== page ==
At This Very Moment:

300 copies of Lindby’s next album, Erikson, are being duplicated/pressed and will arrive in less than one week’s time!

Six Years Ago (Senior Year of High School):

We find my good friend Matthew and myself in AP (Advanced Placement) Psychology: loving the class for its GPA-enhancing multiplier (our high school graded on a scale of 120 instead of 100, and AP class grades were multiplied by 1.2 while “normal” classes were only multiplied by 1.0) and loathing it for its numerous projects.

Both suffering from “senior-itis,” we resorted to our standby project plan: make a video instead of following the normal project guidelines. Earlier in the year, in AP Government, we made a 20 minute short film about an act of legislation that would replace the country’s current military with pirates.

While the video only contained about 20% of actual legislation and other government-related content, the other 80% of fluff and pirated-related action was entertaining enough to score us both an A and have it shown to every other government class for the next few years.

Back in psychology, our teacher wasn’t too fond of this video-in-place-of-a-paper idea. Fortunately, we had the pirate video to persuade her.

Our project? Make a video about Erik Erikson and his Stages of Psychosocial Development.

Long story short, we made a scene (some rather odd and involving adult diapers and the like) for each stage of development, but we lacked a method of summarizing it all into a nice, neat package.

We needed an Erikson montage: a musical, Erikson montage.

So I sat down and came up with what I thought an absurdly basic and silly song but was still somewhat catchy.

I pondered recording it and putting it on the blog, but I think I’d run the risk of giving the wrong impression about the upcoming album. Instead, I’ll just share the lyrics:

Erikson, oh my Erikson

You Made up the Erikson

Stages of Psychological Development

You really had to sing psychological development quite quickly (not to mention that we didn’t even realize that the word was actually psychosocial – our research was not that of academia caliber), and it certainly wasn’t a wordsmith wonder either.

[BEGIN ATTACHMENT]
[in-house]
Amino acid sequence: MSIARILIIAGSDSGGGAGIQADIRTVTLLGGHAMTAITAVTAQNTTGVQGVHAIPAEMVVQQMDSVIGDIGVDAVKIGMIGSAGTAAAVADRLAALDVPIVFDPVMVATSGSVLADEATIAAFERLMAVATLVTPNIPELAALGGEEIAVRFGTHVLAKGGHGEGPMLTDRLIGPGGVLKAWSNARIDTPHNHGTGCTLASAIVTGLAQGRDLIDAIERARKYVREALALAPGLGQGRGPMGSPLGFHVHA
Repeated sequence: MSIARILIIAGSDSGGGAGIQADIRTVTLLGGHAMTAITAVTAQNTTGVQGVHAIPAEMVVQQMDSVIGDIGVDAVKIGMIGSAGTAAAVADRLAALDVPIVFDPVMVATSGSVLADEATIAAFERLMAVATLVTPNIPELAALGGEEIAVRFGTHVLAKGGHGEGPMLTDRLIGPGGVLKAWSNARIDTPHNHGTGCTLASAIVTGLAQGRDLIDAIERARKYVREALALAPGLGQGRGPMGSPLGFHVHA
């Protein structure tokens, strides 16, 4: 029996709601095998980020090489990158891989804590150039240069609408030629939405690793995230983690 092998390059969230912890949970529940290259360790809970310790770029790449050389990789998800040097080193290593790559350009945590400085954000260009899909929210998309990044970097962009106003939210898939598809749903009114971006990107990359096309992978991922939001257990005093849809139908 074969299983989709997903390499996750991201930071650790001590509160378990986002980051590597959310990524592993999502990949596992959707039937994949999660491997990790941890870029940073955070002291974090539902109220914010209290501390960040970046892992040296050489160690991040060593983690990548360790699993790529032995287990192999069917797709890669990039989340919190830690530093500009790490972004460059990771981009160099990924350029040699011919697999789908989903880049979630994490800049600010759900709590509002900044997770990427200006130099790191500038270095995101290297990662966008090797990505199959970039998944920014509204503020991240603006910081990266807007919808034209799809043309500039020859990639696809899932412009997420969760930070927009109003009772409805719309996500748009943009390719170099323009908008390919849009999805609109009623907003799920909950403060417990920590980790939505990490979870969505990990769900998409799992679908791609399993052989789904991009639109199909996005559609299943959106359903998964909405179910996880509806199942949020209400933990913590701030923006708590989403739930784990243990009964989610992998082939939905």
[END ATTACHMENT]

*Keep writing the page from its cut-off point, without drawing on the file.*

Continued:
Nonetheless, the first incarnation of Erikson was born. Now it would sleep – undisturbed for almost four whole years.

Roughly Two Years Ago (The Beginning of Lindby’s next album):

Lindby had just finished up an EP, For The Love of Sven and Porgy, at the UTA recording studio. It had turned out alright but was essentially just a revamping of five older songs.

We were ready to make something new.

Of course, the ironic bit is that we made something new by returning to something rather old.

One day, Goodrich and myself were perusing and sifting through old material in the hopes of finding something worth revamping/rehashing.

As luck would have it, we came across Erikson. Goodrich knew about Erikson but hadn’t been in the class with Matthew and myself (otherwise he certainly would have been part of our group and would have assisted with both the film and song). Upon hearing it again – for the first time in years – he commented on how it was decently catchy.

After a bit of discussion, we were both struck with the idea of researching all of the famous Eriksons of the world and creating a song for each of them in a different genre. We would keep the same chords/structure (for the most part) and use the individual’s life story to help assist in defining the genre and lyrics.

From that very moment, we knew the album would simply be:


The Next Two Years (Recording the album):

For the next two years we did the following:

  • Wrote new songs
  • Revamped old songs
  • Discarded many songs
  • Transformed old songs in a new songs that were so different that they were almost unrecognizable
  • Explored a number of different genres including (but not limited to): reggae, fugues, bossa, electronic, and more
  • Lost a vocalist to Seattle
  • Lost a drummer to Houston
  • Gained a drummer
  • Said drummer also makes beats, remixes, and is also trained in recording (which means an additional set of trained ears during the tracking and mixing process of an album)
  • Recorded in a number of different rooms while Goodrich continued to build and expand his studio
  • Hired brass players for the first time to play on two songs